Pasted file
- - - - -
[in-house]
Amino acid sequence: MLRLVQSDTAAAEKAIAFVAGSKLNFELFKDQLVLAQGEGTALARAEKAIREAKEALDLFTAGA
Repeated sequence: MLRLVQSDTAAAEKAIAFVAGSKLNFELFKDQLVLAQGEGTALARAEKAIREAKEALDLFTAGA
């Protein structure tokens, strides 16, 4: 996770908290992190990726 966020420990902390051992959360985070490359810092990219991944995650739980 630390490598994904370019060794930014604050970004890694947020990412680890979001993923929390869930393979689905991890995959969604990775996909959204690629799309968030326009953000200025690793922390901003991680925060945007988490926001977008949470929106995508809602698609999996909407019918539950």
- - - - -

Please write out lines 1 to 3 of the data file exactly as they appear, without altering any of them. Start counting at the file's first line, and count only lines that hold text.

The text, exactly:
[in-house]
Amino acid sequence: MLRLVQSDTAAAEKAIAFVAGSKLNFELFKDQLVLAQGEGTALARAEKAIREAKEALDLFTAGA
Repeated sequence: MLRLVQSDTAAAEKAIAFVAGSKLNFELFKDQLVLAQGEGTALARAEKAIREAKEALDLFTAGA